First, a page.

MIA Mover
MIA Mover en route to the MIA Station.jpg
MIA Mover en route to the MIA Station
Overview
TypePeople mover
StatusOperating
LocaleMiami International Airport
TerminiCentral Terminal
Miami Intermodal Center
Stations2
Services1
Operation
OpenedSeptember 9, 2011
Operator(s)Miami-Dade Transit
CharacterServes non-sterile areas of the airport
Rolling stockMitsubishi Crystal Mover vehicles
Technical
Line length1.27 miles (2.04 km)[1]
Operating speed43 miles per hour (69 km/h) (top)
Highest elevationElevated

The MIA Mover is an automated people mover (APM) system which opened at the Miami International Airport (MIA) in metropolitan Miami, Florida, United States on September 9, 2011. The MIA Mover is designed to quickly transport landside passengers between Miami International Airport's Main Terminal and the Miami Intermodal Center (MIC). The MIA Mover is one of three separate automated people movers operating at the airport. The others are the Skytrain, which operates within Concourse D, and the MIA e Train people mover connecting Concourse E's satellite building.[2]

History

In 2007, construction of a people mover instead of an extension of the existing Metrorail system to the airport became the preferred option for local authorities to provide greater connectivity to the airport terminals (Metrorail will connect at Miami Airport Station).[3] On March 2, 2009, ground was officially broken for the project.[4] Projected to transport 48,000 daily visitors by 2020, the MIA Mover construction utilized design-build methods and was paid for from a combination of revenue from the Miami-Dade Aviation Department’s Capital Improvement Program and the Florida Department of Transportation (FDOT).[1][4]

In May 2012, MIA Mover suffered a minor derailment, and a breakdown in July 2017 required riders to walk along the tracks escorted by fire fighters.[5]

System

MIA Mover (black) connects to many transit systems at the Miami Intermodal Center (MIC).

Costing an estimated $259 million to complete, the 1.27 miles (2.04 km) link travels east from the MIA Station, to Central Boulevard and finally to NW 21st Street, where it curves north into the MIC Station.[1][6] The ride lasts approximately three minutes. The concrete guideways are generally elevated an average of 40 feet (12 m) above grade and are supported by concrete piers every 120 feet (37 m).[7] The vehicles used are Mitsubishi Heavy Industries Crystal Movers (The same model also operates on the Skytrain in Concourse D).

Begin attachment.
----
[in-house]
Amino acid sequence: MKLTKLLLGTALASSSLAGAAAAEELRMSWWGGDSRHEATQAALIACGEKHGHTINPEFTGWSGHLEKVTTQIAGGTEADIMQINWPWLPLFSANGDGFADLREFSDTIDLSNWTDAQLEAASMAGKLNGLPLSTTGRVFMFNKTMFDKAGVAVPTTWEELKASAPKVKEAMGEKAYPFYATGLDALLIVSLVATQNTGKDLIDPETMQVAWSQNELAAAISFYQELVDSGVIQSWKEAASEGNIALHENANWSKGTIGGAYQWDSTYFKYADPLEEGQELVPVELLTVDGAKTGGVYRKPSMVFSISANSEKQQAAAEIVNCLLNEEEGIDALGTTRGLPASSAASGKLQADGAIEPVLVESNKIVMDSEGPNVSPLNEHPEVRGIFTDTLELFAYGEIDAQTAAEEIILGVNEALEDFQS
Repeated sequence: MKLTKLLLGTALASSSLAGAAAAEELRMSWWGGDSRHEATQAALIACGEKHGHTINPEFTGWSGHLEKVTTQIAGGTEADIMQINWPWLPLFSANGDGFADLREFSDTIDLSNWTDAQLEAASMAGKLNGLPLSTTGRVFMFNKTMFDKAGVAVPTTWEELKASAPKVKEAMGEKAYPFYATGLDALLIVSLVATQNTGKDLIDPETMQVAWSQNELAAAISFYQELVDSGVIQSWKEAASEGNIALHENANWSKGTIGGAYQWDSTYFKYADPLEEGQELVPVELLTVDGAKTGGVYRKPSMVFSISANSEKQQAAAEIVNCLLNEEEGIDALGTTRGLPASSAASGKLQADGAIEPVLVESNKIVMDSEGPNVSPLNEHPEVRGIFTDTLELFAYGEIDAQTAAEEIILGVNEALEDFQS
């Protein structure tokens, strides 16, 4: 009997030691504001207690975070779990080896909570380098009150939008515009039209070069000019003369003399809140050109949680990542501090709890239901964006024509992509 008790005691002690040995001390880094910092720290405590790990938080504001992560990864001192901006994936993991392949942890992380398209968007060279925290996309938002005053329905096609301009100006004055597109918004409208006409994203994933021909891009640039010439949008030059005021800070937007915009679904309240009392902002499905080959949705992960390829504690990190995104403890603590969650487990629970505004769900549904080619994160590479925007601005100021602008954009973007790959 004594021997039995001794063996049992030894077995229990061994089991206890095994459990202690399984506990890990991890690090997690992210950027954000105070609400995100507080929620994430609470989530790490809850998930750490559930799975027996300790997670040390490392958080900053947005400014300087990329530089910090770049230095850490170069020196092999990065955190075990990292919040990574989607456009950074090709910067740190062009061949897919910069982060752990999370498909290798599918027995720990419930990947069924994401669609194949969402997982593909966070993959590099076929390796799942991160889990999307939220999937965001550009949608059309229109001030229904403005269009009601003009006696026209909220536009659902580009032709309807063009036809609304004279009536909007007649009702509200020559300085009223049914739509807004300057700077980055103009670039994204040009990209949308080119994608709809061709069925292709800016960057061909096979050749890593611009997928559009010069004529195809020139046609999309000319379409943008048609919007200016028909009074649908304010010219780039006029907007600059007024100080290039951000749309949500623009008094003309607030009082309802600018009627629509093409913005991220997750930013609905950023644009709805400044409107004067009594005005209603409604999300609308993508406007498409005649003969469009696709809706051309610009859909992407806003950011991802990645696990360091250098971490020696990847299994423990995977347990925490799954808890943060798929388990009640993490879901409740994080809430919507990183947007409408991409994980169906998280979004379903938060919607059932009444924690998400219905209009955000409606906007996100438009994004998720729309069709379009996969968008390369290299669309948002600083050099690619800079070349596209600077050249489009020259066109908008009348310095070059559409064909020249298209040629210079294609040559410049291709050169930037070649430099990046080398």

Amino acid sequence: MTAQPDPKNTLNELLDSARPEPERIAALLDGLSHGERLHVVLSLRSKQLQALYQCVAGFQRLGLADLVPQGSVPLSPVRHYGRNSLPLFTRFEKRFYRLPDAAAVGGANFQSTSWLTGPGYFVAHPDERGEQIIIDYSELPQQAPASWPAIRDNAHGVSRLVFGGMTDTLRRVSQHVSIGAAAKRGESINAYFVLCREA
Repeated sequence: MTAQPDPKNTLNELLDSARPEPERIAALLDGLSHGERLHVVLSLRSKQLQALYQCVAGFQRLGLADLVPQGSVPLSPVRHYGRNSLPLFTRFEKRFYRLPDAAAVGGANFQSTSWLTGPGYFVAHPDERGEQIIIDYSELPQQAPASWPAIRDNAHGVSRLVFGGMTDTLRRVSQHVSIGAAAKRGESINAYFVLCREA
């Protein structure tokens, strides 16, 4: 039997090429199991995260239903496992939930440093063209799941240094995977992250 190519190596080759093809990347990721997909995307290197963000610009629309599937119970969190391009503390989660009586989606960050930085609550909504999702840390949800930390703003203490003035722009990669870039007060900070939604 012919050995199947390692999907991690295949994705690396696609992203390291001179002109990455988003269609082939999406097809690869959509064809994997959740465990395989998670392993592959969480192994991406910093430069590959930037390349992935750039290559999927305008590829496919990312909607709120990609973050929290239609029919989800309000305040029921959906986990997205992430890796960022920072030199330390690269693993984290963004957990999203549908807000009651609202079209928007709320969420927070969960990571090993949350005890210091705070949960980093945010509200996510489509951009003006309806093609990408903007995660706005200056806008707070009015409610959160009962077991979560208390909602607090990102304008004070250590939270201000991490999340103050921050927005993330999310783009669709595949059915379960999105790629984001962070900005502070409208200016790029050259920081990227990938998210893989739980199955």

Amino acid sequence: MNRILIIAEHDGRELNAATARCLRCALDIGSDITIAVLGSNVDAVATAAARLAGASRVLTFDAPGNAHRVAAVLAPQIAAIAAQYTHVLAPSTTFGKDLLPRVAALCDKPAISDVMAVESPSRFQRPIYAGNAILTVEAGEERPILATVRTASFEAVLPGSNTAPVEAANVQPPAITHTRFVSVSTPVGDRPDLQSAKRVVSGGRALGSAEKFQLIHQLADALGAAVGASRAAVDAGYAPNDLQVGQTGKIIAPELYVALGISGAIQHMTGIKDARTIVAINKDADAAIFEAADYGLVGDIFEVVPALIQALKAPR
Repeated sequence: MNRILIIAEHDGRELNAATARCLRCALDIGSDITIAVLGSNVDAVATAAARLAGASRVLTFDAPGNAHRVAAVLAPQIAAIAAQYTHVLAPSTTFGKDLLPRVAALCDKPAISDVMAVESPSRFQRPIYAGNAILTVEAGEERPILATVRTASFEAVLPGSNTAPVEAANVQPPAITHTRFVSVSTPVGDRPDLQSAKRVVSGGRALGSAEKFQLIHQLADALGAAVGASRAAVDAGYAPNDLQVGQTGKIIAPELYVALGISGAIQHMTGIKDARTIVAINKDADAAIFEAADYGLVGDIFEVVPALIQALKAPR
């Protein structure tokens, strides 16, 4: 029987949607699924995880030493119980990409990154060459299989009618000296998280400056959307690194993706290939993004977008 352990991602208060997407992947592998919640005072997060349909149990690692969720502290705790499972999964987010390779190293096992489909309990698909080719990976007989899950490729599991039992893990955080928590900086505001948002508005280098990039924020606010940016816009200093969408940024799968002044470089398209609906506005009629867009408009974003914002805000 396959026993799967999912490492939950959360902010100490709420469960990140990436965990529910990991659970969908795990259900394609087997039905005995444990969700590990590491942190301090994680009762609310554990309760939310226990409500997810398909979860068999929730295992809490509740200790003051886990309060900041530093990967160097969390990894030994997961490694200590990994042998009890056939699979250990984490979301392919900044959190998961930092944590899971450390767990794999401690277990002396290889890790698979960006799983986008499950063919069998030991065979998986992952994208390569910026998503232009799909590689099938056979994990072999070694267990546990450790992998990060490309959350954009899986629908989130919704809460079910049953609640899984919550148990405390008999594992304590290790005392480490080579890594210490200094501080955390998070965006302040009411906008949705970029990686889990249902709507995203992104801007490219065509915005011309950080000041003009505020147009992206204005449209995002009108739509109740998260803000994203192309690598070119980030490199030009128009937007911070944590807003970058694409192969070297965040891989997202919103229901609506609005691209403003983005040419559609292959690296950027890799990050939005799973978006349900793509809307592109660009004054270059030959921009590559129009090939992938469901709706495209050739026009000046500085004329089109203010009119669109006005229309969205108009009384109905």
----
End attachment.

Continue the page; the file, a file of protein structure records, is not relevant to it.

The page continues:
Stations

Miami International Airport
Legend
Gates
MIA e Train
Gates
E20–E33
Concourse E
Satellite
Skytrain
Station 4
D40–D60
0E2–E11
Concourse E
Station 3
D26–D39
Concourse F
Concourse G
Concourse H
Station 2
D20–D25
Concourse J
Station 1
D1–D19
SR 953 (
Le Jeune
Road
)
Rental car center
Miami Intermodal Center
MIA Mover
Rendering of the now completed MIC

The MIA Mover has two stations: the MIC Station and the MIA Station.

'MIC Station' The MIC Station is the eastern terminus of the line located on the fourth floor of the MIC.[6] The station contains direct access to the MIC's rental car center and Miami Airport Station where connections can be made to Metrorail, Tri-Rail, buses and taxicabs.[6] The station is being constructed by FDOT.[1]

'MIA Station' The MIA Station is the western terminus of the line located on the third floor of the main terminal building between the Flamingo and Dolphin Parking Garages.[6] Constructed by MDAD, a storage and maintenance facility for the APM vehicles is located beneath the MIA Station.[1]

See also

References

  1. ^ a b c d e Schroeder, (2009) p. 128.
  2. ^ Miami-Dade Aviation Department. "Miami International Airport: MIA Mover & Rental Car Center (RCC)". Retrieved January 9, 2010.
  3. ^ Lebowitz, Larry (February 9, 2007). "People mover favored for MIA". The Miami Herald.
  4. ^ a b Staff Reporters (March 2, 2009). "MIA Mover breaks ground". South Florida Business Journal. Retrieved January 10, 2010.
  5. ^ Alex Harris (July 24, 2017). "MIA travelers walk along tracks after their airport train breaks down". Miami Herald. Retrieved July 24, 2017.
  6. ^ a b c d Miami Intermodal Center. "Miami Intermodal Center: MIA Mover". Retrieved January 9, 2010.
  7. ^ Schroeder, (2009) p. 129.

Bibliography

  • Schroeder, B.M. "MIA Mover APM: A Fixed Facilities Design-Build Perspective." Automated People Movers, 2009: Connecting People, Connecting Places, Connecting Modes: Proceedings of the Twelfth International Conference, May 31-June 3, 2009 : Atlanta, Georgia. Ed. Robert R. Griebenow. American Society of Civil Engineers.